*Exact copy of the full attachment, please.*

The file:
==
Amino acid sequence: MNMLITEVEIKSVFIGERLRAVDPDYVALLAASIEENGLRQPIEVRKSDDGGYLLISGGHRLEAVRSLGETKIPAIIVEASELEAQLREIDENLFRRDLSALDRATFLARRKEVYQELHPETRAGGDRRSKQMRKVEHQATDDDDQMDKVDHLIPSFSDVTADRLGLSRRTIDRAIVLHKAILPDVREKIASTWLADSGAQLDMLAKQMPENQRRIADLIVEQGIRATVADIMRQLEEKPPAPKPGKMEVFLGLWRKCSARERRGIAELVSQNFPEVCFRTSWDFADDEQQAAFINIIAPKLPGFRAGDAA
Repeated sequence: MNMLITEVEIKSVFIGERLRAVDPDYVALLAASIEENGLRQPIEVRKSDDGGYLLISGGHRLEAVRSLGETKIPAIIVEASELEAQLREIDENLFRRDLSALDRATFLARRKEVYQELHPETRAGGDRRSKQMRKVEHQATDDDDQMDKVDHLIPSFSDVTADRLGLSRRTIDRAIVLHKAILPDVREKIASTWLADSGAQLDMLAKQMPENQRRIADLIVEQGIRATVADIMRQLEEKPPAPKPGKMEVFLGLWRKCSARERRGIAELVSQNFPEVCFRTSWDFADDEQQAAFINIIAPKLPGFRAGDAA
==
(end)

Amino acid sequence: MNMLITEVEIKSVFIGERLRAVDPDYVALLAASIEENGLRQPIEVRKSDDGGYLLISGGHRLEAVRSLGETKIPAIIVEASELEAQLREIDENLFRRDLSALDRATFLARRKEVYQELHPETRAGGDRRSKQMRKVEHQATDDDDQMDKVDHLIPSFSDVTADRLGLSRRTIDRAIVLHKAILPDVREKIASTWLADSGAQLDMLAKQMPENQRRIADLIVEQGIRATVADIMRQLEEKPPAPKPGKMEVFLGLWRKCSARERRGIAELVSQNFPEVCFRTSWDFADDEQQAAFINIIAPKLPGFRAGDAA
Repeated sequence: MNMLITEVEIKSVFIGERLRAVDPDYVALLAASIEENGLRQPIEVRKSDDGGYLLISGGHRLEAVRSLGETKIPAIIVEASELEAQLREIDENLFRRDLSALDRATFLARRKEVYQELHPETRAGGDRRSKQMRKVEHQATDDDDQMDKVDHLIPSFSDVTADRLGLSRRTIDRAIVLHKAILPDVREKIASTWLADSGAQLDMLAKQMPENQRRIADLIVEQGIRATVADIMRQLEEKPPAPKPGKMEVFLGLWRKCSARERRGIAELVSQNFPEVCFRTSWDFADDEQQAAFINIIAPKLPGFRAGDAA